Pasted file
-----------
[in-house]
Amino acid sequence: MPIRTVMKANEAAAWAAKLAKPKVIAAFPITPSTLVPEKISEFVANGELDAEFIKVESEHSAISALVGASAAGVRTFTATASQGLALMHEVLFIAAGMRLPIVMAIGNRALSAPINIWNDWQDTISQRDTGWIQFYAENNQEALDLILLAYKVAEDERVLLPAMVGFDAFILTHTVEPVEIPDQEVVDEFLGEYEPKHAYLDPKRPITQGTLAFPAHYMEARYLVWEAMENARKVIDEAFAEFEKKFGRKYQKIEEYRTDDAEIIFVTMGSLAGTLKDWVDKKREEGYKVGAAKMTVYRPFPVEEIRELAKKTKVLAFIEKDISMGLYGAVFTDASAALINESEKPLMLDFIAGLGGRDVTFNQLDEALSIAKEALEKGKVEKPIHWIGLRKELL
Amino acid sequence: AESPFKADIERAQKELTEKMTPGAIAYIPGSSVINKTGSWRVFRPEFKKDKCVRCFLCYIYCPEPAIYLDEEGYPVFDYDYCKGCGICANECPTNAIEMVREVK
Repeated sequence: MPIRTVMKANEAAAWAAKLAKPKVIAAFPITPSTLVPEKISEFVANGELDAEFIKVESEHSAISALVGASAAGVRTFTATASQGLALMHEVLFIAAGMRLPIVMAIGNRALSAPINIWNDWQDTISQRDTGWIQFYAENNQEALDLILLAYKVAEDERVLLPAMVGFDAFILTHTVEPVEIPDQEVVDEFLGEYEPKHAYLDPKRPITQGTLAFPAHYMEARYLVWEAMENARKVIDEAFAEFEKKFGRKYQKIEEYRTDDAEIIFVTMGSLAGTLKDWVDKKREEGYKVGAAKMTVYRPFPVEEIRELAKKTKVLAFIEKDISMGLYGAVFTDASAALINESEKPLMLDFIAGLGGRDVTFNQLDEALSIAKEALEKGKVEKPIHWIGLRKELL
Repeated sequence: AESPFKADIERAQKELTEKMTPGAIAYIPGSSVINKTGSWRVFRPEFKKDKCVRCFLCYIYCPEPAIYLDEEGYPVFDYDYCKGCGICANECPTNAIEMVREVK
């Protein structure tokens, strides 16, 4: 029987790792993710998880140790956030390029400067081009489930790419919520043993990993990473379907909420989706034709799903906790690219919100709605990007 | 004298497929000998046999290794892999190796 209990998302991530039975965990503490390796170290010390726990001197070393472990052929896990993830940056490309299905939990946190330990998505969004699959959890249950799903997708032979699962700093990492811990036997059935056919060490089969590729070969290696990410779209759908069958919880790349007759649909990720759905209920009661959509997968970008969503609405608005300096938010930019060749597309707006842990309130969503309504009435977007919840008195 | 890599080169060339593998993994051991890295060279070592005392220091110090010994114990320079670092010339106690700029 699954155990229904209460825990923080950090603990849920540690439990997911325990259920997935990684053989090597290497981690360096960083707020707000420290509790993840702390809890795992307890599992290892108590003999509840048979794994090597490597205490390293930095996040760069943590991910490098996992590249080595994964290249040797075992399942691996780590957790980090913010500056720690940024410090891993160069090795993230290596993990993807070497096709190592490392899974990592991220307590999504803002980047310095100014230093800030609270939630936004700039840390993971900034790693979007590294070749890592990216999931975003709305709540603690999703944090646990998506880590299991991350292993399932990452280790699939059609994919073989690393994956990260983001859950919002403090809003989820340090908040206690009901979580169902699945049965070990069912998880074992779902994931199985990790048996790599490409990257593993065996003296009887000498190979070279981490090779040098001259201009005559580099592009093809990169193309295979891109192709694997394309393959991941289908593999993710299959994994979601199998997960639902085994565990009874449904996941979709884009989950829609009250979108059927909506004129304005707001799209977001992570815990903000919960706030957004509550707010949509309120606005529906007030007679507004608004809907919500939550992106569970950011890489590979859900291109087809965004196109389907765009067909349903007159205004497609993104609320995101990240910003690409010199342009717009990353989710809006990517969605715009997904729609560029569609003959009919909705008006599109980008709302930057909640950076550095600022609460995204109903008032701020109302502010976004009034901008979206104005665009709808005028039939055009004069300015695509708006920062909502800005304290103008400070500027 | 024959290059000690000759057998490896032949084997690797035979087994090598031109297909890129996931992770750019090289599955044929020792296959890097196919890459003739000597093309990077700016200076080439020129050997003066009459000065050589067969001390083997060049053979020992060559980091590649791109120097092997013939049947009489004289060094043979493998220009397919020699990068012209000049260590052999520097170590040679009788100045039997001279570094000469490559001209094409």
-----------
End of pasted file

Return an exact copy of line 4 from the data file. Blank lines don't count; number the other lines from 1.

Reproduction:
Repeated sequence: MPIRTVMKANEAAAWAAKLAKPKVIAAFPITPSTLVPEKISEFVANGELDAEFIKVESEHSAISALVGASAAGVRTFTATASQGLALMHEVLFIAAGMRLPIVMAIGNRALSAPINIWNDWQDTISQRDTGWIQFYAENNQEALDLILLAYKVAEDERVLLPAMVGFDAFILTHTVEPVEIPDQEVVDEFLGEYEPKHAYLDPKRPITQGTLAFPAHYMEARYLVWEAMENARKVIDEAFAEFEKKFGRKYQKIEEYRTDDAEIIFVTMGSLAGTLKDWVDKKREEGYKVGAAKMTVYRPFPVEEIRELAKKTKVLAFIEKDISMGLYGAVFTDASAALINESEKPLMLDFIAGLGGRDVTFNQLDEALSIAKEALEKGKVEKPIHWIGLRKELL